Zika vaccine moves a step closer
A DNA-based delivery system shows promise in protecting monkeys, according to a new study.
Scientists in the US are reporting rapid progress towards a vaccination against the Zika virus, the mosquito-borne disease associated with a range of birth defects.
The vaccine contains DNA that codes for specific proteins from a pathogen.
Once taken up by the host cells, the cells use the DNA to synthesise the pathogenic proteins, recognising it as foreign and triggering a protective immune response.
“What we want is to present the outer surface of the virus to the immune system so that it can recognise that with antibodies and make more of those antibodies, so, that if you see the real virus, those antibodies can block it from infecting,” Barney Graham, Deputy Director of the Vaccine Research Center at the US National Institutes of Health (NIH), told reporters.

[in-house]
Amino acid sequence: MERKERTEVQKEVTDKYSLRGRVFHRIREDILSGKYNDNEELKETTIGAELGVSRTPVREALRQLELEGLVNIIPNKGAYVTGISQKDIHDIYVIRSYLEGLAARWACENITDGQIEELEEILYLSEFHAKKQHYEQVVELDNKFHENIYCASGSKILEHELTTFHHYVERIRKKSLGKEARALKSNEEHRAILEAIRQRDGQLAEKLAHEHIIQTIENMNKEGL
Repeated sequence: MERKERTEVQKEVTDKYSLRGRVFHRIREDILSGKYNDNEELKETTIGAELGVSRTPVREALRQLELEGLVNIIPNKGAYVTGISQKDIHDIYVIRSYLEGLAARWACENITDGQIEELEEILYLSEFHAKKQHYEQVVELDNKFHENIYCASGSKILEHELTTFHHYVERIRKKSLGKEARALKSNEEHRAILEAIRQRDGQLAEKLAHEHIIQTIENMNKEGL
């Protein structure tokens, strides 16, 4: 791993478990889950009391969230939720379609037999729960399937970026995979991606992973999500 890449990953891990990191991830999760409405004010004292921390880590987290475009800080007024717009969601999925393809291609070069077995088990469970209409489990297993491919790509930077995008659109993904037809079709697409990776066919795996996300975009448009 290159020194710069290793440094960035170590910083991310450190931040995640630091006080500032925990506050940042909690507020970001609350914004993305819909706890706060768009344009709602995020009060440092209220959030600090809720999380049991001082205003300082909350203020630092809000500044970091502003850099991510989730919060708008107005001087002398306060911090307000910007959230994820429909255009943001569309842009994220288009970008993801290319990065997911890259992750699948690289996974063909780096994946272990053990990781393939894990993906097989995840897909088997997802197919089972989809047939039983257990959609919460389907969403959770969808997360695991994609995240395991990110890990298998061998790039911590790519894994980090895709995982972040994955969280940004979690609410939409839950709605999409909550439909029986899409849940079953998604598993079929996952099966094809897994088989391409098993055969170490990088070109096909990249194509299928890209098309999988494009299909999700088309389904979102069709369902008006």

Researchers at the NIH developing the vaccine say they chose the delivery system due to the urgency of the current Zika outbreak in South America.
“Advantages of DNA vaccines include the ability to rapidly test multiple candidate antigen designs,” they said.
The system also has an established safety record in humans, which has allowed the clinical trials to get under way so quickly.
The technique has been used in a range of other diseases such as Ebola, West Nile virus, SARS, influenza and AIDS.
While 17 of the 18 monkeys that got two doses of the vaccine were completely protected, all six monkeys given a single, weaker dose became infected with Zika.
Even so, those six had a lower viral load than a control group of animals that received no treatment, suggesting the low dose did provide some level of protection.